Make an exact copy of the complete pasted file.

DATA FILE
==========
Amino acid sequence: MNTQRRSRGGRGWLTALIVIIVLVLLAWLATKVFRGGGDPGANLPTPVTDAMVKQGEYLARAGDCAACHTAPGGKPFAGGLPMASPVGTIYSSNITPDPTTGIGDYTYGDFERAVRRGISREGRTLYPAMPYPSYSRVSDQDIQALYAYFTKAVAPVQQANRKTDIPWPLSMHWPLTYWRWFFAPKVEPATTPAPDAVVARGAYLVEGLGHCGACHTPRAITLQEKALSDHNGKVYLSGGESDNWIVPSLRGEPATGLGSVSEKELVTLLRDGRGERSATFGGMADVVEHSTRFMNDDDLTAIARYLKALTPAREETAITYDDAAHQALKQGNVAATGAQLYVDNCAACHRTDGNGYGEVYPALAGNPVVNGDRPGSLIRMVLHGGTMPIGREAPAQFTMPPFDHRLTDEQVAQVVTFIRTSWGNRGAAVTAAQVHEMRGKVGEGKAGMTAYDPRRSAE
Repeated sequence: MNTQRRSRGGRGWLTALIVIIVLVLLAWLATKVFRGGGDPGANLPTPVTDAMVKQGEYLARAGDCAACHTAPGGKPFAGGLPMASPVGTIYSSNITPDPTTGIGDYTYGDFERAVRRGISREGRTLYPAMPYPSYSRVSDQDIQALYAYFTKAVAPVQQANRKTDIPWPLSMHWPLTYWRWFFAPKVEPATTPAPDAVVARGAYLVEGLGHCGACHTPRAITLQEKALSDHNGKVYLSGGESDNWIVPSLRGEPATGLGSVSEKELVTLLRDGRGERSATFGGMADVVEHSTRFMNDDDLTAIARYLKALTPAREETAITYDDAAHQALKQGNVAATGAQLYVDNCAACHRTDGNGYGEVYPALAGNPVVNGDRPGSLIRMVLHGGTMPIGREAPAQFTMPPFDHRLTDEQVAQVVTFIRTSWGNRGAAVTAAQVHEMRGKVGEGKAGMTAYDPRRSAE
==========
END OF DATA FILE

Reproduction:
Amino acid sequence: MNTQRRSRGGRGWLTALIVIIVLVLLAWLATKVFRGGGDPGANLPTPVTDAMVKQGEYLARAGDCAACHTAPGGKPFAGGLPMASPVGTIYSSNITPDPTTGIGDYTYGDFERAVRRGISREGRTLYPAMPYPSYSRVSDQDIQALYAYFTKAVAPVQQANRKTDIPWPLSMHWPLTYWRWFFAPKVEPATTPAPDAVVARGAYLVEGLGHCGACHTPRAITLQEKALSDHNGKVYLSGGESDNWIVPSLRGEPATGLGSVSEKELVTLLRDGRGERSATFGGMADVVEHSTRFMNDDDLTAIARYLKALTPAREETAITYDDAAHQALKQGNVAATGAQLYVDNCAACHRTDGNGYGEVYPALAGNPVVNGDRPGSLIRMVLHGGTMPIGREAPAQFTMPPFDHRLTDEQVAQVVTFIRTSWGNRGAAVTAAQVHEMRGKVGEGKAGMTAYDPRRSAE
Repeated sequence: MNTQRRSRGGRGWLTALIVIIVLVLLAWLATKVFRGGGDPGANLPTPVTDAMVKQGEYLARAGDCAACHTAPGGKPFAGGLPMASPVGTIYSSNITPDPTTGIGDYTYGDFERAVRRGISREGRTLYPAMPYPSYSRVSDQDIQALYAYFTKAVAPVQQANRKTDIPWPLSMHWPLTYWRWFFAPKVEPATTPAPDAVVARGAYLVEGLGHCGACHTPRAITLQEKALSDHNGKVYLSGGESDNWIVPSLRGEPATGLGSVSEKELVTLLRDGRGERSATFGGMADVVEHSTRFMNDDDLTAIARYLKALTPAREETAITYDDAAHQALKQGNVAATGAQLYVDNCAACHRTDGNGYGEVYPALAGNPVVNGDRPGSLIRMVLHGGTMPIGREAPAQFTMPPFDHRLTDEQVAQVVTFIRTSWGNRGAAVTAAQVHEMRGKVGEGKAGMTAYDPRRSAE